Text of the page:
What Is Trustpilot – and Can You Trust Their Reviews?

Last Updated on January 9, 2024 by 29 Comments

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What Is Trustpilot – and Can You Trust Their Reviews?
Blog / Business / What Is Trustpilot – and Can You Trust Their Reviews?

As you may know, customer reviews play an important role in helping people research products, services, and brands that they’re interested in. Trustpilot is one of many platforms that helps to facilitate this process by collecting and publishing reviews and business data.

In this article, we’ll take a deep dive into what Trustpilot is and whether its reviews are trustworthy. We’ll also provide some tips to help both customers and brands get the most out of this platform.

Let’s jump in!

What Is Trustpilot?

Put simply, Trustpilot is a third-party customer review site. It’s very similar to Yelp in that it provides easy-to-read statistics on business’ customer satisfaction rates as well as full reviews from individual shoppers.

You can look up brand or product reviews on Trustpilot for free. Simply type your keyword into the search bar on the home page:

The Trustpilot home page.

If you’re looking for the best of a certain type of product rather than feedback on a specific item, you can use the category browsing buttons. Either way, Trustpilot will return a list of relevant brands:

Trustpilot search results.

When you access the page for a brand you’re interested in, you’ll probably first notice its overall star rating at the top:

The Elegant Themes Trustpilot profile.

You’ll also see a breakdown of the business’ star ratings as well as the Business Transparency section. This is only visible if the brand has claimed its Trustpilot profile. It will tell you if the company encourages reviews, if it responds to negative feedback, and if it pays to access additional features on the platform.

If you scroll down, you can read specific reviews:

A Trustpilot review.

Customers who wrote in at the business’ request will have an Invited label next to their name. This means the brand sent them a link to Trustpilot’s review submission form after they completed their purchase.

Trustpilot is free to use, although you have to create an account to leave reviews or claim your business profile. There’s also an option for brands to pay for additional features such as advanced analytics and access to marketing assets.

Can You Trust Trustpilot’s Reviews?

The short answer is: “Yes”. You can trust reviews on Trustpilot. With over 111 million reviews and over a decade of experience, it’s a pretty legitimate platform. However, you’ll likely find the most valuable reviews when researching brands that are active on the site. It’s also important to keep in mind that most customers only take the time to write a review if they had an overwhelmingly positive or negative experience.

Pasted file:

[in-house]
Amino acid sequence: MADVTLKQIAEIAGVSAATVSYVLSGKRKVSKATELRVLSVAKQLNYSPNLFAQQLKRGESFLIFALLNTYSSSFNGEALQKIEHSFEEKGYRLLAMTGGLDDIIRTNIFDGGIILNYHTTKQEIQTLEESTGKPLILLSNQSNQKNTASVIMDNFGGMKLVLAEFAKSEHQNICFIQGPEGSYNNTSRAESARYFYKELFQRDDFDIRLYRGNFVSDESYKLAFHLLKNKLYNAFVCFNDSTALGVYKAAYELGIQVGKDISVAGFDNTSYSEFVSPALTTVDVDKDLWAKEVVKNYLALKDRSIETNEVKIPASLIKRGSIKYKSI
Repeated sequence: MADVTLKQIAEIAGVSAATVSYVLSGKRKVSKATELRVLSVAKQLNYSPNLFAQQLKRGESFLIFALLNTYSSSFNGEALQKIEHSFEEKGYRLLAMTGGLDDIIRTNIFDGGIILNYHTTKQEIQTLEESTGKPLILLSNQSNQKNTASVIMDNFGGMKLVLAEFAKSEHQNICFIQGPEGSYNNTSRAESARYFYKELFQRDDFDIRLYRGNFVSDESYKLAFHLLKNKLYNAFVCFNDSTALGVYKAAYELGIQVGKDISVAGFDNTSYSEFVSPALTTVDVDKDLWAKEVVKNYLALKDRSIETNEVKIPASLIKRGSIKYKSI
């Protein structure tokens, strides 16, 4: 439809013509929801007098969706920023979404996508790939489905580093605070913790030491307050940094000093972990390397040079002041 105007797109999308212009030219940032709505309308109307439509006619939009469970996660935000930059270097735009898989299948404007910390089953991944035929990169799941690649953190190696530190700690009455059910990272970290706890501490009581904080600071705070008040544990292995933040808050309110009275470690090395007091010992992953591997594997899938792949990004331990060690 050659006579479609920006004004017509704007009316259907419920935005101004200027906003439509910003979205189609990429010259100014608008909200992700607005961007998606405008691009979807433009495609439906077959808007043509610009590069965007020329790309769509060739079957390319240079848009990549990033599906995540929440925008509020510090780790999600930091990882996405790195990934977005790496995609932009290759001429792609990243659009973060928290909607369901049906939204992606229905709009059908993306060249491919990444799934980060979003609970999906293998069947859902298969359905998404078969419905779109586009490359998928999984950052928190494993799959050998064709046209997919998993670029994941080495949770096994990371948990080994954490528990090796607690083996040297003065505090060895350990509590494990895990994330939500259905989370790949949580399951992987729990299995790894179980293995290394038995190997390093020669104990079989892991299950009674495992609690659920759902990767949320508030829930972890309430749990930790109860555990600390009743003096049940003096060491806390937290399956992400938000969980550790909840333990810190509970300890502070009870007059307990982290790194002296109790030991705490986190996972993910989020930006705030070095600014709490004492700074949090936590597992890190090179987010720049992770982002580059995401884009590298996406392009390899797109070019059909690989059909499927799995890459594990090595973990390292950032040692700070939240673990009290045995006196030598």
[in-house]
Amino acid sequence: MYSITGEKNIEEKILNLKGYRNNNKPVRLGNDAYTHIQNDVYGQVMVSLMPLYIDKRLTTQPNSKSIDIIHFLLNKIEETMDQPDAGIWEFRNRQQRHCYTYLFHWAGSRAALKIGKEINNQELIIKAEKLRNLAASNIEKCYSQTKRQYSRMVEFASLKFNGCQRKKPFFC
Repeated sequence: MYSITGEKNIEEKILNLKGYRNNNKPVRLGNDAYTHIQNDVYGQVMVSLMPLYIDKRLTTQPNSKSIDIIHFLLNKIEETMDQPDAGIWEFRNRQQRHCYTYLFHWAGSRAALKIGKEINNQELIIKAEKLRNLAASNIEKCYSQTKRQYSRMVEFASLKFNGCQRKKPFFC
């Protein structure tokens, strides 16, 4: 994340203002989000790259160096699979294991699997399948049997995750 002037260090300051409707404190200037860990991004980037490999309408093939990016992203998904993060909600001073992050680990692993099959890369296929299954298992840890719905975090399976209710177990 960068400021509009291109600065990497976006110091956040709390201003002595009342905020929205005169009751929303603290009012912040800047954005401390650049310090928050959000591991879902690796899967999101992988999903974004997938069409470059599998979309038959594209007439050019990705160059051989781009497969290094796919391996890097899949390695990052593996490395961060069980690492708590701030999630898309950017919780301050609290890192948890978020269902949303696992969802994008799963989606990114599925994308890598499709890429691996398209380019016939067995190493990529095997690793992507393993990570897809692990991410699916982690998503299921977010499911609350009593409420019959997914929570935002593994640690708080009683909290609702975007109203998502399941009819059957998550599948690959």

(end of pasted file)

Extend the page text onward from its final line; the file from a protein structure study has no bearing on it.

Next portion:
For instance, if you look up a well-known big-box retailer, most of the reviews will probably be negative:

The Target Trustpilot review.

You can also see in the screenshot above that Target hasn’t claimed its profile and doesn’t respond to customer feedback. Although this an established business that many people trust, its reviews don’t reflect that (through no fault of Trustpilot’s).

On the other hand, many smaller online businesses that maintain active presences on the site have more useful reviews on their profiles. Just keep in mind that the type of product and the seller’s investment in its reviews on this platform may influence the accuracy of the results.

How to Spot Fake Reviews on Trustpilot

Just as most blogs receive spam comments, every review platform will also attract fake submissions. If you’re trying to use Trustpilot to determine whether a particular product or service is worth investing in, there are a few red flags to watch out for.

First, click on the See a detailed overview button in the Business Transparency section of the profile you’re looking at. This will show you some data about the brand’s reviews:

The Detailed Overview screen on Trustpilot.

Also, scroll to the New reviews by star rating section. If there’s one month with an unusually huge spike in reviews – unlike the screenshot here – proceed with caution:

New reviews per month on Trustpilot.

Also, consider the business’ review sources on this page too. You can filter star rating distributions to only show you organic responses. In other words. unsolicited reviews:

Viewing organic reviews on Trustpilot.